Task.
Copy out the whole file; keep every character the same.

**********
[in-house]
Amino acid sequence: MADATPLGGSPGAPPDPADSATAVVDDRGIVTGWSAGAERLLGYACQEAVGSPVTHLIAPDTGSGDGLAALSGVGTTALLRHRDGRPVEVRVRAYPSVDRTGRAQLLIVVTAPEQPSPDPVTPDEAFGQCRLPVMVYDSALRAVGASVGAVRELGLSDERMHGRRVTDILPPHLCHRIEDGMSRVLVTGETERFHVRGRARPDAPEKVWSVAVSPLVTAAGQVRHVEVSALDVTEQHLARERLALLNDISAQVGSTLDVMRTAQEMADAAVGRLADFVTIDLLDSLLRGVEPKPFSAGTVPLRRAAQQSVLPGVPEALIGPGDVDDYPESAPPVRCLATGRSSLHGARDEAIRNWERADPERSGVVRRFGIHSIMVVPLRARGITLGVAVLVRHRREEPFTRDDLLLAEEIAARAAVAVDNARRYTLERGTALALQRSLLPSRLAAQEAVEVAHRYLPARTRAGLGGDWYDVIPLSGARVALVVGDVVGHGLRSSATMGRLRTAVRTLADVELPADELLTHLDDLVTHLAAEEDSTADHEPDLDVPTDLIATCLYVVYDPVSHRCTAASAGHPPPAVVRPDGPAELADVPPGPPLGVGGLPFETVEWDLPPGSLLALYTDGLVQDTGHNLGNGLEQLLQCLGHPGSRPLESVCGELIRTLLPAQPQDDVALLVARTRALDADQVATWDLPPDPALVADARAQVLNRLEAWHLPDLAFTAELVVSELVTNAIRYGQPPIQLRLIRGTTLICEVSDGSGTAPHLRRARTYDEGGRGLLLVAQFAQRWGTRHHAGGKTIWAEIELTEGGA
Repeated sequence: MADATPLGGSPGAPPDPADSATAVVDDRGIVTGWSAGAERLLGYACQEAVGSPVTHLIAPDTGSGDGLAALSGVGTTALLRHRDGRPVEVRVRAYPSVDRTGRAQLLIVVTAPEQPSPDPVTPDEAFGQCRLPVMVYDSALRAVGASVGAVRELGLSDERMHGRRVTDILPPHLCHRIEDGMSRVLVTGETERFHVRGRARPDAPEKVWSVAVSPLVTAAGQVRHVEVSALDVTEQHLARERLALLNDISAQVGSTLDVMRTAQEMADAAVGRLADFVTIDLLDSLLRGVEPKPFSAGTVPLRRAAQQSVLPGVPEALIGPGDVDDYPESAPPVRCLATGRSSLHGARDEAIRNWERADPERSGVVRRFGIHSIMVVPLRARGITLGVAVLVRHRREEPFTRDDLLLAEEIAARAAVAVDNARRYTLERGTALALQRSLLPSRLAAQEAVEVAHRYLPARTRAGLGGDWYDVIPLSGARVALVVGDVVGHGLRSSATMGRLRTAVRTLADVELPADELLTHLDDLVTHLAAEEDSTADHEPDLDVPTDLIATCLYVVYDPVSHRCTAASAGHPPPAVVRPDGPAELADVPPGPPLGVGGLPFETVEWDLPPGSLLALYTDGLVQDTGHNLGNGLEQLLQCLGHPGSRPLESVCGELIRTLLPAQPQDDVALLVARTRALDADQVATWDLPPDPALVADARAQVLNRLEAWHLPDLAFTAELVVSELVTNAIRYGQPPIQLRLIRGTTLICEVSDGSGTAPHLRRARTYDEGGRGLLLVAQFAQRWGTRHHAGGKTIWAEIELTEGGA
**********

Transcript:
[in-house]
Amino acid sequence: MADATPLGGSPGAPPDPADSATAVVDDRGIVTGWSAGAERLLGYACQEAVGSPVTHLIAPDTGSGDGLAALSGVGTTALLRHRDGRPVEVRVRAYPSVDRTGRAQLLIVVTAPEQPSPDPVTPDEAFGQCRLPVMVYDSALRAVGASVGAVRELGLSDERMHGRRVTDILPPHLCHRIEDGMSRVLVTGETERFHVRGRARPDAPEKVWSVAVSPLVTAAGQVRHVEVSALDVTEQHLARERLALLNDISAQVGSTLDVMRTAQEMADAAVGRLADFVTIDLLDSLLRGVEPKPFSAGTVPLRRAAQQSVLPGVPEALIGPGDVDDYPESAPPVRCLATGRSSLHGARDEAIRNWERADPERSGVVRRFGIHSIMVVPLRARGITLGVAVLVRHRREEPFTRDDLLLAEEIAARAAVAVDNARRYTLERGTALALQRSLLPSRLAAQEAVEVAHRYLPARTRAGLGGDWYDVIPLSGARVALVVGDVVGHGLRSSATMGRLRTAVRTLADVELPADELLTHLDDLVTHLAAEEDSTADHEPDLDVPTDLIATCLYVVYDPVSHRCTAASAGHPPPAVVRPDGPAELADVPPGPPLGVGGLPFETVEWDLPPGSLLALYTDGLVQDTGHNLGNGLEQLLQCLGHPGSRPLESVCGELIRTLLPAQPQDDVALLVARTRALDADQVATWDLPPDPALVADARAQVLNRLEAWHLPDLAFTAELVVSELVTNAIRYGQPPIQLRLIRGTTLICEVSDGSGTAPHLRRARTYDEGGRGLLLVAQFAQRWGTRHHAGGKTIWAEIELTEGGA
Repeated sequence: MADATPLGGSPGAPPDPADSATAVVDDRGIVTGWSAGAERLLGYACQEAVGSPVTHLIAPDTGSGDGLAALSGVGTTALLRHRDGRPVEVRVRAYPSVDRTGRAQLLIVVTAPEQPSPDPVTPDEAFGQCRLPVMVYDSALRAVGASVGAVRELGLSDERMHGRRVTDILPPHLCHRIEDGMSRVLVTGETERFHVRGRARPDAPEKVWSVAVSPLVTAAGQVRHVEVSALDVTEQHLARERLALLNDISAQVGSTLDVMRTAQEMADAAVGRLADFVTIDLLDSLLRGVEPKPFSAGTVPLRRAAQQSVLPGVPEALIGPGDVDDYPESAPPVRCLATGRSSLHGARDEAIRNWERADPERSGVVRRFGIHSIMVVPLRARGITLGVAVLVRHRREEPFTRDDLLLAEEIAARAAVAVDNARRYTLERGTALALQRSLLPSRLAAQEAVEVAHRYLPARTRAGLGGDWYDVIPLSGARVALVVGDVVGHGLRSSATMGRLRTAVRTLADVELPADELLTHLDDLVTHLAAEEDSTADHEPDLDVPTDLIATCLYVVYDPVSHRCTAASAGHPPPAVVRPDGPAELADVPPGPPLGVGGLPFETVEWDLPPGSLLALYTDGLVQDTGHNLGNGLEQLLQCLGHPGSRPLESVCGELIRTLLPAQPQDDVALLVARTRALDADQVATWDLPPDPALVADARAQVLNRLEAWHLPDLAFTAELVVSELVTNAIRYGQPPIQLRLIRGTTLICEVSDGSGTAPHLRRARTYDEGGRGLLLVAQFAQRWGTRHHAGGKTIWAEIELTEGGA